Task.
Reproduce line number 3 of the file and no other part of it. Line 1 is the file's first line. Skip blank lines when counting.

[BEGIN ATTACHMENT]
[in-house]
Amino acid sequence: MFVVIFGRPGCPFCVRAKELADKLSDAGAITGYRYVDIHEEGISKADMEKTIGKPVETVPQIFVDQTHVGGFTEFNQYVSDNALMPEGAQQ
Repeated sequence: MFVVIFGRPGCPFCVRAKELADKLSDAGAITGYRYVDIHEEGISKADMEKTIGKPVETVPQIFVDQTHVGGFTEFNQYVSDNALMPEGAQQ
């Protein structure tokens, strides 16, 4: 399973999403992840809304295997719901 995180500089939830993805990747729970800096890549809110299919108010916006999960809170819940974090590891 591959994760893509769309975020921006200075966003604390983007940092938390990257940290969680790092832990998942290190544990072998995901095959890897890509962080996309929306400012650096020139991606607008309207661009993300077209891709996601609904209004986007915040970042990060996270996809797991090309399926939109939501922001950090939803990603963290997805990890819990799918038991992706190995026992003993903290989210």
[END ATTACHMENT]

Repeated sequence: MFVVIFGRPGCPFCVRAKELADKLSDAGAITGYRYVDIHEEGISKADMEKTIGKPVETVPQIFVDQTHVGGFTEFNQYVSDNALMPEGAQQ